In addition, it remains unclear whether PE acquisitions of hospitals cause them to vertically integrate by purchasing private physician practices as a strategy for increasing patient referrals and maximizing profits. Finally, we still don’t know whether PE acquisitions push hospitals into otherwise avoidable or premature closures. In recent years, high-profile reports of rural and community hospital closures in the wake of recent PE ownership suggest they may accelerate insolvency, although these hospital groups typically struggle financially whether or not they are owned by PE firms and are located in areas characterized by declining populations, opposition to Medicaid expansion, health care staffing shortages, and growing rural poverty — factors unrelated to PE activity.
The Effect on Clinical Outcomes
In several studies, the acquisition of a hospital by a PE firm did not lead to worse clinical outcomes for Medicare patients admitted for acute non-surgical illnesses such as pneumonia and strokes. This result holds at both the patient- and population-level as well as across a range of quality measures, such as 30-day mortality, hospital readmission, and prolonged length of stay.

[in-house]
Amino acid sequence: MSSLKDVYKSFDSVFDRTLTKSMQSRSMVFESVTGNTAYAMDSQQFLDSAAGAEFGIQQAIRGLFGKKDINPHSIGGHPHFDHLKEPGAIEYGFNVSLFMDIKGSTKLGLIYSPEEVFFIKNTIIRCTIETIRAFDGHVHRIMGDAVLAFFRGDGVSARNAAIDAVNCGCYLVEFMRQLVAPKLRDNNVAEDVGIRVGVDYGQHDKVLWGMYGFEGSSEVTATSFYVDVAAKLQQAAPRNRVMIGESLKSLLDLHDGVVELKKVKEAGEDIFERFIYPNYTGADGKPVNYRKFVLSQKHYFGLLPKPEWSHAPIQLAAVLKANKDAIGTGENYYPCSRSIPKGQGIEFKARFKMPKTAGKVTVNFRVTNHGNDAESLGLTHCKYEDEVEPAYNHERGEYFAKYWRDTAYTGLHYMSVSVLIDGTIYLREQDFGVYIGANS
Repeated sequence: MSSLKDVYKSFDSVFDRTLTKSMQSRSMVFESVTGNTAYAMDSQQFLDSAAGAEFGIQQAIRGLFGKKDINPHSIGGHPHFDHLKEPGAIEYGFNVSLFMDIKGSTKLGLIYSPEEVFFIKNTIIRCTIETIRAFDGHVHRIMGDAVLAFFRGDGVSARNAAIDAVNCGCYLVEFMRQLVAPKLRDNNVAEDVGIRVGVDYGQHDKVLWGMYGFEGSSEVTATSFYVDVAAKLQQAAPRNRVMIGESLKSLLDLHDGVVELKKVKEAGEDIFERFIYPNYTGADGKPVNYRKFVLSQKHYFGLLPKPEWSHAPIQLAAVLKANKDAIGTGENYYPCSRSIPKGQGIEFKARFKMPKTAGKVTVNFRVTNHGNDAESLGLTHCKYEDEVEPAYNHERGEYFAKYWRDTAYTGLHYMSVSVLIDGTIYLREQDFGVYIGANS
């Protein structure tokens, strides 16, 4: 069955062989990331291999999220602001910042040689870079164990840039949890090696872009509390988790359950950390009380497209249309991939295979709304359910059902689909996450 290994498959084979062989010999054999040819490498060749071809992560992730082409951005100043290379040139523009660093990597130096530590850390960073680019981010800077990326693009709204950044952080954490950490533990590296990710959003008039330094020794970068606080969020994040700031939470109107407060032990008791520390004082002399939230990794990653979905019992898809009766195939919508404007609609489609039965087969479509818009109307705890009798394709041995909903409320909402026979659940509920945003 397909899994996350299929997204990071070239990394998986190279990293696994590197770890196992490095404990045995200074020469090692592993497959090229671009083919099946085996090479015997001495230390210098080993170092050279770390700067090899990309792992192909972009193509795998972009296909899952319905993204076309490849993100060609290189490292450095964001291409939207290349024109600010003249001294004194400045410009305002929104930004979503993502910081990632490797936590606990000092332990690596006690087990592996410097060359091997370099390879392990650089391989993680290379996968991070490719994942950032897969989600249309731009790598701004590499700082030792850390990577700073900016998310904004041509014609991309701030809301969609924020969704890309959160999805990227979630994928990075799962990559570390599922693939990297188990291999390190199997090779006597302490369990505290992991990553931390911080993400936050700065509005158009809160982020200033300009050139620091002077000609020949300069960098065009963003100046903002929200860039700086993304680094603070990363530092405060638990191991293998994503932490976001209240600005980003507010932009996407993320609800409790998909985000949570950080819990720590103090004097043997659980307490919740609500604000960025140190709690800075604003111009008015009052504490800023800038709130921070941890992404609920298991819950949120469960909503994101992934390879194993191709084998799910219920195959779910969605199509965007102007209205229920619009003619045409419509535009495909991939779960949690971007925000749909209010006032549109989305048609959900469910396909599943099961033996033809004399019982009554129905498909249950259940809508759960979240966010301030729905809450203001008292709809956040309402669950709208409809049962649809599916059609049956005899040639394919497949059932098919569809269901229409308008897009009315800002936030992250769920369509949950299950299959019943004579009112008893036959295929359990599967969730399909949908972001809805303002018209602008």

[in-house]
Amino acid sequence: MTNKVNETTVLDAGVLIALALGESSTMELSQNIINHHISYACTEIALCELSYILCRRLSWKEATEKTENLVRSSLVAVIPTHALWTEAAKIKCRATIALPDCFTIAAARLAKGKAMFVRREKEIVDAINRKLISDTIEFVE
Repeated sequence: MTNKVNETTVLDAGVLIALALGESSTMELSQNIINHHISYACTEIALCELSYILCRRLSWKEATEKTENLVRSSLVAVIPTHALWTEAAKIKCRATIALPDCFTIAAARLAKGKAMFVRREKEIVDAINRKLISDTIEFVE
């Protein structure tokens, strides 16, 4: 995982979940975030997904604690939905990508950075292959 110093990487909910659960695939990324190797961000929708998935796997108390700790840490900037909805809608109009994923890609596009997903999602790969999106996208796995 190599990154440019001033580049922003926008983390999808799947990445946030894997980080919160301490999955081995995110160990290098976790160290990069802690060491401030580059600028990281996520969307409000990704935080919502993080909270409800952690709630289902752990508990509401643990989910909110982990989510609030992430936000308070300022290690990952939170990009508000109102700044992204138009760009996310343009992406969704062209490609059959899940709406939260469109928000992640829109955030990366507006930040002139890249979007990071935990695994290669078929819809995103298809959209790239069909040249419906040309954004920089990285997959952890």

Importantly, we found no evidence that PE-acquired hospitals engaged in upcoding or cherry-picking healthier patients to make their outcomes look better without actually improving quality. Studies of elective surgical conditions that include treatments such as hip and knee replacements and scheduled hysterectomies are largely consistent with these results, as are findings from studies that used aggregated data on process measures and overall quality scores. There is one exception: Patients admitted to PE-acquired hospitals for heart attacks were found to receive better quality care in terms of lower all-cause mortality within 30 days of admission. A major limitation of these studies, however, is that they only examine Medicare claims data, so it remains unclear whether the results would carry over to an under-65 patient group covered by a different payer, and future work should explore this issue.
Given our findings, we believe that the following principles should guide future assessments of the risks and benefits of PE in the hospital sector and any ensuing policy action at the federal and state level.
Loopholes should be examined.